Re: accessible web editor


Mo McCleary <mo.mccleary@...>
 

Hey cobol is way cool! I have written some cobol code myself. Don't kid
yourself you are learning new things all the time and after this description
you are intrigued enough so you probably will start playing around with this
stuff. If you ever want to do something retro, let we know.

Mo

-----Original Message-----
From: Jfw [mailto:jfw-bounces@lists.the-jdh.com] On Behalf Of Jim Hamilton
via Jfw
Sent: Monday, October 26, 2015 12:45 PM
To: 'Walker, Michael E'; jfw@lists.the-jdh.com
Cc: Jim Hamilton
Subject: RE: accessible web editor

Although I did not make this request, thank you for this description! If
ever I consider wanting to get into anything like this, I will simply
re-read this description, realize just how complex/technical it would be to
get anywhere, and take up knitting! :) :)

To be clear, I was not considering such an undertaking. However, your
description is just what the doctor ordered to prevent me from getting into
a lot of technical trouble, should I decide to change my mind. The I.T.
world certainly has changed since I was a Cobol F programmer in 1971.
Gracious ne, that's over 44 years ago! Besides, at this point, my learning
curve would be too tiring to seriously consider taking on this academic
pursuit. I will leave such things up to people such as yourself!

Jim H

-----Original Message-----
From: Walker, Michael E [mailto:michael.e.walker3@boeing.com]
Sent: Thursday, October 22, 2015 9:01 AM
To: jfw@lists.the-jdh.com
Subject: RE: accessible web editor

Good morning,

The accessible web editor really all depends on your website's requirements.
If you are just building a basic web page, it would be fine to use Word to
create it, and save it as a filtered web page. Another free option for
building websites is KompoZer. KompoZer is a bit outdated (latest stable
released in 2007), since it does not follow HTML5 standards, but again it is
fine for basic websites for displaying information. Either way, if you
choose to use an HTML editor, you will still need to know what is going on
underneath the hood, to edit the code.

If you are wanting to get more sophisticated like a contact form, and you
are not a programmer, then I too would recommend WordPress. Also, if you
want interactivity on your site, such as the ability for viewers to post
comments, you will want WordPress. There are two ways you can approach
WordPress, depending on your requirements: wordpress.com, or download the
software from wordpress.org to host yourself, based on your hosting
provider. If you do not wish to pay for WordPress and hosting, and just want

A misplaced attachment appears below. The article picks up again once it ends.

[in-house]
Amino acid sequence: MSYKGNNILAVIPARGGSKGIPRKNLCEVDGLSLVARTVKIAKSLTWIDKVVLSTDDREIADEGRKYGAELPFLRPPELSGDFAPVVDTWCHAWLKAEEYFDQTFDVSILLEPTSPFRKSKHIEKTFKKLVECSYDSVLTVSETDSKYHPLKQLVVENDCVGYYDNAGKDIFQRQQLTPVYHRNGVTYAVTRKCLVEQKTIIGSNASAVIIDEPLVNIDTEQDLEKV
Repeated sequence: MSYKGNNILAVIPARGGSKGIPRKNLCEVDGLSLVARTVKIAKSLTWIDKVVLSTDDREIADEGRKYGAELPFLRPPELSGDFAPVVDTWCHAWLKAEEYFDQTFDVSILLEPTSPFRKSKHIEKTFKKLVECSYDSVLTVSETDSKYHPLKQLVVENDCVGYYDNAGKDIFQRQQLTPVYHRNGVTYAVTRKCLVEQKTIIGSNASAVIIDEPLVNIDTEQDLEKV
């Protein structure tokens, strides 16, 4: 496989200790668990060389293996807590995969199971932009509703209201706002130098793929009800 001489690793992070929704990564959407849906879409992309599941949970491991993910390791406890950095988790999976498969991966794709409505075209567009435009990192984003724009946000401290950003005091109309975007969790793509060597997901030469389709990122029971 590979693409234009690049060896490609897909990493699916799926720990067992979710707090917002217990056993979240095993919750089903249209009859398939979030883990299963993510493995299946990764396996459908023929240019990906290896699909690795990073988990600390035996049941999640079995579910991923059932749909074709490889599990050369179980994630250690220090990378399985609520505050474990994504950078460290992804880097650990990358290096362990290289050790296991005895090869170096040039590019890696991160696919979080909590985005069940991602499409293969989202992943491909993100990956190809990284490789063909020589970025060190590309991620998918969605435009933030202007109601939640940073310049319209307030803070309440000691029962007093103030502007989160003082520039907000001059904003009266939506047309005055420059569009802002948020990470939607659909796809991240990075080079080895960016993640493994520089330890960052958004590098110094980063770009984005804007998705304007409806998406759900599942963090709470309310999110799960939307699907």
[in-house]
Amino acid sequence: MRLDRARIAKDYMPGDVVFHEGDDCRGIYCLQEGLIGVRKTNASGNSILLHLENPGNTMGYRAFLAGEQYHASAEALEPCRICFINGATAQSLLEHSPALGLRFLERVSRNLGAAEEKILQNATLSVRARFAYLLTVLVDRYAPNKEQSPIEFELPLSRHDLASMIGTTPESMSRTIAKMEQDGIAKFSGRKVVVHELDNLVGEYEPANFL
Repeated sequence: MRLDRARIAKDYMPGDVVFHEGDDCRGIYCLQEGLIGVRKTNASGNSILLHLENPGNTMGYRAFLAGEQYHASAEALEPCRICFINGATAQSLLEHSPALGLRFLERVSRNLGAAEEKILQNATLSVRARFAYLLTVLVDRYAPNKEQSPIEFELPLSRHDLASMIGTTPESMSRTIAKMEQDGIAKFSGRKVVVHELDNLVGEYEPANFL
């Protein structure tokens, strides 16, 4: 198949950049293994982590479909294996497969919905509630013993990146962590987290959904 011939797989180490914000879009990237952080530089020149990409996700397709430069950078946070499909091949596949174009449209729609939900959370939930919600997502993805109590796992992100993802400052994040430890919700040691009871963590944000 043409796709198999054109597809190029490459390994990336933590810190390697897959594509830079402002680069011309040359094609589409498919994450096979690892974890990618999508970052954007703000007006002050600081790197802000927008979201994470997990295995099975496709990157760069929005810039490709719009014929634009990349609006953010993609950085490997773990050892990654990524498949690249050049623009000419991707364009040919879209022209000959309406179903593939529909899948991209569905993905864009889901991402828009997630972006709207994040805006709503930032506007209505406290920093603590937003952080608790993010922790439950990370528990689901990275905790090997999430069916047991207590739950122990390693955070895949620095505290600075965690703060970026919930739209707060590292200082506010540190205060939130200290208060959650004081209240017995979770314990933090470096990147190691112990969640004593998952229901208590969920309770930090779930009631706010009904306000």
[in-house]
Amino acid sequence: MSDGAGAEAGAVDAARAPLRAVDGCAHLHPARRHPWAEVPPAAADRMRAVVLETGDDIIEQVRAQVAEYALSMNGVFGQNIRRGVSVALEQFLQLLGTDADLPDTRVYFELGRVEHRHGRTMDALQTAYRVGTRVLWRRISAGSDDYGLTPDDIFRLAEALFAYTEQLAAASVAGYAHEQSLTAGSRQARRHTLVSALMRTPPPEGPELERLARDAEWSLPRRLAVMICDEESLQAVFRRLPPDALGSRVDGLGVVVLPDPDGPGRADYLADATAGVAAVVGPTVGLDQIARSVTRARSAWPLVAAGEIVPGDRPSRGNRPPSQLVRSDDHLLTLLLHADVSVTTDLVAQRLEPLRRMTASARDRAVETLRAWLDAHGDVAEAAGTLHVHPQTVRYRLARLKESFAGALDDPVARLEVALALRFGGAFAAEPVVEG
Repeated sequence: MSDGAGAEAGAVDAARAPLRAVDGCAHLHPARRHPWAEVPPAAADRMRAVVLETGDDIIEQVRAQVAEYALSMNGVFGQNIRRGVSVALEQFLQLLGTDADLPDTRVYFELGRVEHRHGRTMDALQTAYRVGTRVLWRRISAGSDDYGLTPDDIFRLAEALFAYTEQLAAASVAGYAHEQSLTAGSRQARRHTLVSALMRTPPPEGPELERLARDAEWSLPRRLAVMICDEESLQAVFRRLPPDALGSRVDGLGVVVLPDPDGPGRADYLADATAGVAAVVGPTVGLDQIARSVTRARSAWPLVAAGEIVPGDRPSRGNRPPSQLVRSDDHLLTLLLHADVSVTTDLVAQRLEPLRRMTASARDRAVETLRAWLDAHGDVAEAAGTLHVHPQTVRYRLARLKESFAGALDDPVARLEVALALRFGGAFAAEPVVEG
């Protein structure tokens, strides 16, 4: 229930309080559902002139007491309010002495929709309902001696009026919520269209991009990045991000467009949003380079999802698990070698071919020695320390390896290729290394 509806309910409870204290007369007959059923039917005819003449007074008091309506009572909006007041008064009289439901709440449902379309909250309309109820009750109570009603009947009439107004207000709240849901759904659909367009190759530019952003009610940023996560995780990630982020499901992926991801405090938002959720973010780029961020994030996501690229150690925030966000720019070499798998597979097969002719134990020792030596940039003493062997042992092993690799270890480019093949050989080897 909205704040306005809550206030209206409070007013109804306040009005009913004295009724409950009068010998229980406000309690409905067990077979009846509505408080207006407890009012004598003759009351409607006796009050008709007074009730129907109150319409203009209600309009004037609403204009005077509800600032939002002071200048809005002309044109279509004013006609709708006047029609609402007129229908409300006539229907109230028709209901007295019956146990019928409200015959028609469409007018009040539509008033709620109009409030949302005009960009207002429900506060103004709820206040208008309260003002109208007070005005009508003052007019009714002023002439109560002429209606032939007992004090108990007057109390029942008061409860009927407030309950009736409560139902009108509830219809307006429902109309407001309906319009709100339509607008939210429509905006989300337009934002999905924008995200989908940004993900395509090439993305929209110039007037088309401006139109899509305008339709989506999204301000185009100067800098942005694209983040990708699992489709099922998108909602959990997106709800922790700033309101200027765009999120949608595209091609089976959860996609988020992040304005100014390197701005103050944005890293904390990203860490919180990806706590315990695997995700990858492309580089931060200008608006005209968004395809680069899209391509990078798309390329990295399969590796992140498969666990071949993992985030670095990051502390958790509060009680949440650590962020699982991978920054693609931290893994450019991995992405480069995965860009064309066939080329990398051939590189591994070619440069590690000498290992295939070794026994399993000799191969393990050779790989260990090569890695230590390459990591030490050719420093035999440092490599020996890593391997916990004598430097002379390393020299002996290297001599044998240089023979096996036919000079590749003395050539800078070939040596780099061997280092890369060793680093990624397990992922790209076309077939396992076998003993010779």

a free website for displaying information and allowing users to comment/you
want a contact form, use wordpress.com. If you want to get fancy and build
an e-commerce site, download WordPress from wordpress.org or look at your
hosting provider's one-click installation options. Many hosting providers
have it built in where you can perform the equivalent of a one-click
installation for popular software like WordPress. It may be under something
like Autoinstaller or Simple Scripts, or could be called Fantastico de Luxe.

If you later decide that you need to get really advanced, you could learn
web design from a programmer's perspective, and learn CSS, JavaScript, PHP,
Ruby on Rails, and/or parts of Java Enterprise Edition like servlets, Java
server pages, Java server faces, etc. I certainly understand where you are
coming from, if you think this seems like a lot of technology. If you need
to program, start with PHP. If you are building a web application for a
large enterprise, look more towards the other technologies I mentioned for
servers: Java Enterprise, Ruby on Rails, etc. Overall, go for cost, and
compare each of the technologies, as they pertain to your requirements. Look
at factors like development times for each decision. I recommend PHP as a
starting point though, because it is very popular. Most web hosting
providers also offer a PHP and MySQL solution. WordPress is powered by PHP
and MySQL.

There is plenty you can do with web design, with little or no programming
though, so I would certainly recommend sticking with WordPress or an HTML
editor, if your site is simple in nature, and not reflective of a web
application. If it is meant to be more of an application, you may wish to
see what WordPress can do still. There are thousands of existing plugins
that can extend WordPress. If I wanted a contact form on a contact page, for
example, I would look for an existing plugin that implemented that
functionality.

There are even other content management systems like Joomla! and Drupal. In
short, the sky is the limit when it comes to web design. Good luck.

Best regards,
Mike





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